Your research of a family story may add considerably to our understanding of some part of Victoria’s history. You are invited to enter a work or project by 20 July.  

The Victorian Community History Awards recognise excellence in historical method. Subject matter is limited to history primarily relating to the State of Victoria or projects that encourage greater access to Victorian collections. The Victorian Community History Awards have been held since 1999, and are proudly presented by Public Record Office Victoria and the Royal Historical Society of Victoria (RHSV). This year the $5000 award has been renamed the Victorian Premier’s History Award.

The diverse award categories acknowledge that history can be told in a variety of formats with the aim of reaching and enriching all Victorians. The awards cover apps, projects, multimedia and articles,
as well as the more regular books. One year a bridge with interpretative panels won.

Entries close 2pm Friday 20 July 2018.

Entries should have been created between 1 July 2017 and 30 June 2018. The conditions of entry and entry forms can be found on the RHSV website:

Find out more HERE.

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Postscript:   GSV historians win RHSV Trivia Night

Seven enthusiastic GSV representatives braved the wintry Friday night to attend the RHSV Trivia Night on 22 June.  Having been made very welcome by our RHSV hosts we took up our seats at Table No. 4 to enjoy the evening and a tasty array of snacks, and a glass or two of wine.  We got off to a good start, running second after the first round.  We fielded a wide range of topics and tricky questions and fell into fourth place.  However all stops were pulled out in the fourth and fifth round and some fine sporting knowledge had us regain a competitive position.  In the final quiz element of the night and with the combined efforts of all, but especially of Vicki and Simon, we correctly answered all questions to come up with the winning answer and the big prize.  Yes, we took FIRST PRIZE! Congratulations Vicki, David, Simon, Meg, Leonie, Stephen, and Tony. 

Our thanks to RHSV for a fun event and if RHSV decide to run the event next year, we will have a title to defend.  

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Are you from up north?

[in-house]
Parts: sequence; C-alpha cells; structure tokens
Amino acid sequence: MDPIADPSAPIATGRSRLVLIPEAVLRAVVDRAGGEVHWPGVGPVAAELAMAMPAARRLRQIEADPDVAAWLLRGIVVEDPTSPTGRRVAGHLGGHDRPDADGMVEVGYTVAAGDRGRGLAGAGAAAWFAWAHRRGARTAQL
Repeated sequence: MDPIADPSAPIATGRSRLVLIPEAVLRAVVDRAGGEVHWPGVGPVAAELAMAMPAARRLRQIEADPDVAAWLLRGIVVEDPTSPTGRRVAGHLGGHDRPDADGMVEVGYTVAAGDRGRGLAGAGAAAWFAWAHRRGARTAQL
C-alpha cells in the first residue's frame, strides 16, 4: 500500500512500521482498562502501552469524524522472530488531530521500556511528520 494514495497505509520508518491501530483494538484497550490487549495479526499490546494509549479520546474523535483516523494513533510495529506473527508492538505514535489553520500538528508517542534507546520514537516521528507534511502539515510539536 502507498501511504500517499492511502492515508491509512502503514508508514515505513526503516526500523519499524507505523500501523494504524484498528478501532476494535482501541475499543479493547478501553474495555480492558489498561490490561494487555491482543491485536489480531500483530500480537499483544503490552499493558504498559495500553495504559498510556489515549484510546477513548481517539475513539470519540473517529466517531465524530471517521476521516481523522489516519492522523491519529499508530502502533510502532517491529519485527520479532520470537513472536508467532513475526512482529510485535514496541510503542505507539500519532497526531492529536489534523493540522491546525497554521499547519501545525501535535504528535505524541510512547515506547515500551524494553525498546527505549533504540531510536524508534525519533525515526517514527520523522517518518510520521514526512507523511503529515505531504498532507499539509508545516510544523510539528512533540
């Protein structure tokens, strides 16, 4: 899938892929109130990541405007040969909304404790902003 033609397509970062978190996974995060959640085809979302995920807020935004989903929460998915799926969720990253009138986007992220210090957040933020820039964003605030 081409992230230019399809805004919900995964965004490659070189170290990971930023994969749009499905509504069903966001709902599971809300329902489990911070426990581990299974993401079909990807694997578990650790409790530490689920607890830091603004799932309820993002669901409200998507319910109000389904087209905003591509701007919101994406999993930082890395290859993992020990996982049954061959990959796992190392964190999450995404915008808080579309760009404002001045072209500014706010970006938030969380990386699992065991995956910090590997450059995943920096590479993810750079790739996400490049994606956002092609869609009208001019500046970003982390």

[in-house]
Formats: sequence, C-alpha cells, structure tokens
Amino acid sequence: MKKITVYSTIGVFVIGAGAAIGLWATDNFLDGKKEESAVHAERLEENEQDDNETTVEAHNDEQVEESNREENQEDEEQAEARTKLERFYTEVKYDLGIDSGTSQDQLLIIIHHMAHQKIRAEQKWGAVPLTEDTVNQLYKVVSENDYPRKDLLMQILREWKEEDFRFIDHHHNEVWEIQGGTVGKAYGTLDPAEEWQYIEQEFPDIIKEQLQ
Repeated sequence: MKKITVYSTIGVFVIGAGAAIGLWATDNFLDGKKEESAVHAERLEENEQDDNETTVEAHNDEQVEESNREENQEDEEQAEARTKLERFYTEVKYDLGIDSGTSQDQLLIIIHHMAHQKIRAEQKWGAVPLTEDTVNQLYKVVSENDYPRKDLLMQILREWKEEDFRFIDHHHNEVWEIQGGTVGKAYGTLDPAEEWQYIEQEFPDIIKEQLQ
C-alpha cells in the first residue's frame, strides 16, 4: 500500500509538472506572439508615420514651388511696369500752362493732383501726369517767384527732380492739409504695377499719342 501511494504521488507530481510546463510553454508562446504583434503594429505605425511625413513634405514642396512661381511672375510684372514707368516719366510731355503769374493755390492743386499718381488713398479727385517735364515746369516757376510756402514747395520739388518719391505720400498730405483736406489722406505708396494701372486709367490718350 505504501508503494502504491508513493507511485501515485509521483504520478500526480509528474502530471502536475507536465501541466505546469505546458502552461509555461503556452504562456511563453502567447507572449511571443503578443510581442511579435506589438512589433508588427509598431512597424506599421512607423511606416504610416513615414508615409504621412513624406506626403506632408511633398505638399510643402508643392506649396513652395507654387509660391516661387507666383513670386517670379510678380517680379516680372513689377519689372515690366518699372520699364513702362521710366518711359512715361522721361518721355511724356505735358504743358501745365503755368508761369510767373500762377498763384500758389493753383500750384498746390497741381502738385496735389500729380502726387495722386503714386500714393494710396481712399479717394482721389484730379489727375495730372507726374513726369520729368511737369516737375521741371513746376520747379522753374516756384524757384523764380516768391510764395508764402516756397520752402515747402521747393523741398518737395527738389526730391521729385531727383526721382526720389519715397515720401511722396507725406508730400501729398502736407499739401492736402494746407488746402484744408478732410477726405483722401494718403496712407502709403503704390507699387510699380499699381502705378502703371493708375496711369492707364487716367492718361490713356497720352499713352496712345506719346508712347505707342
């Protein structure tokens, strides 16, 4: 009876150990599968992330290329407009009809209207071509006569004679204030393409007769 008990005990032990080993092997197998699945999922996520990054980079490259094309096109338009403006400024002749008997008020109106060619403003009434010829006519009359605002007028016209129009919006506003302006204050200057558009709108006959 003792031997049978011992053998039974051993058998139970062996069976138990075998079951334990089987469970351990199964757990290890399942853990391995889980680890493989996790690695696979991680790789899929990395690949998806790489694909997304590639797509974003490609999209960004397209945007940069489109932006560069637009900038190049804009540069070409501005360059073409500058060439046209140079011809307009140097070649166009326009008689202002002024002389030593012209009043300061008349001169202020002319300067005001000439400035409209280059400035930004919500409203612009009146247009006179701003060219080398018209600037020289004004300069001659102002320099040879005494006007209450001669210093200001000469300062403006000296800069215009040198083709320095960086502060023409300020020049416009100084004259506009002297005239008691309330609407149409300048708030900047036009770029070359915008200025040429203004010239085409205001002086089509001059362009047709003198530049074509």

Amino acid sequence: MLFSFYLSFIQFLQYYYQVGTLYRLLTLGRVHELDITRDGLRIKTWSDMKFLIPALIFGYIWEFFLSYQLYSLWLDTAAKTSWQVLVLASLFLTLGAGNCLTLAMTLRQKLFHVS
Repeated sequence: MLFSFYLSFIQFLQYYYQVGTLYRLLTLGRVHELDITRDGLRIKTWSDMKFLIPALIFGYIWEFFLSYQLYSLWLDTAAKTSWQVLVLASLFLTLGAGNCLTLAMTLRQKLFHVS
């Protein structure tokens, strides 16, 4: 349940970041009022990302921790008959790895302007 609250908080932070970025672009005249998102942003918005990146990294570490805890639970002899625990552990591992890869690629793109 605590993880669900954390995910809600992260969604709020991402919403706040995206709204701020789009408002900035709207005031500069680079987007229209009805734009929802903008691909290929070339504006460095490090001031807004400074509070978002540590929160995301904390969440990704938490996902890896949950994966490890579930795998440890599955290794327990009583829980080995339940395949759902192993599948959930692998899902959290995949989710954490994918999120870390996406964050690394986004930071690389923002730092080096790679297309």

The Northern English Counties Discussion Circle will meet on Tuesday 10 July at 12.30 pm. There will be two brief presentations outlining the resources available to assist those researching ancestors who were agricultural labourers or employed in shipbuilding and allied industries. General discussion will follow. All members of GSV are welcome as part of your membership.

‘Angel of the North’. Artist: Antony Gormley, at Gateshead, Tyne and Wear, 1998

We are an enthusiastic group who meet on the 2nd Tuesday of the month (except January), to discuss research and share interests in the North of England, covering the counties of Northumberland, Westmorland, Durham, Yorkshire and Cumberland. For anyone who has ancestors in this region, whether you are just starting out or have been researching for a number of years, we can help.

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Rare Book Week at GSV

We are hosting two free talks at the GSV Research & Education Centre as part of Rare Book Week. This is a good opportunity to visit the GSV Centre and hear two interesting presentations – but you do need to book.

The first on Tuesday 3 July, 12.00 pm – 1.00 pm is: 

Preservation of books, photographs and paper-based items.

Conservator, Debra Parry will provide information on how materials deteriorate and how to handle, store and display such items to preserve them for the future.

Then on Thursday 5 July at 12.00 pm – 1.00 pm, Douglas Heywood will present: 

‘Guests of the Unspeakable’ : The letters and diary of Warrant Officer 1, William Scott Heywood, POW Thai Burma Railway and Japan 
 
WO1 William Scott Heywood, 1941. (Photo courtesy of Doug Heywood)
Doug’s talk will cover :-
The Prelude: his letters to his girlfriend/wife before his departure to Singapore.
The Journey: his letters while stationed at Malacca prior to the fall of Singapore.
A Prisoner: his diary as a POW in Burma from July 1942 – March 1944
At home: correspondence to his wife from the Defence Force and friends.
 
These previously unpublished, rare materials mention over 150 personnel names.  
 
Both these events are FREE as part of Rare Book Week and are open to all. Bookings essential, in person at GSV, email to gsv@gsv.org.au, by phone (03) 9662 4455 or register via the website  HERE.
 
 

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Family history and DNA focus group – invitation to participate.

For GSV members only –  25 and 27 July.

We need YOU to help us understand how genetics is understood.

 

 

 

 

 

  • Have you had your DNA tested for family history?
  • Are you interested in having your DNA tested for family history investigation?
  • Are you worried about issues to do with privacy, ethics and bio data?
  • Has testing your DNA changed your family history story?

Free of charge. Maximum of 12 participants. Bookings are essential and can be made online, http://www.gsv.org.au, by email, gsv@gsv.org.au, by phone 9662 4455 or in person at the GSV (9.00 am to 4.00 pm Mon – Fri).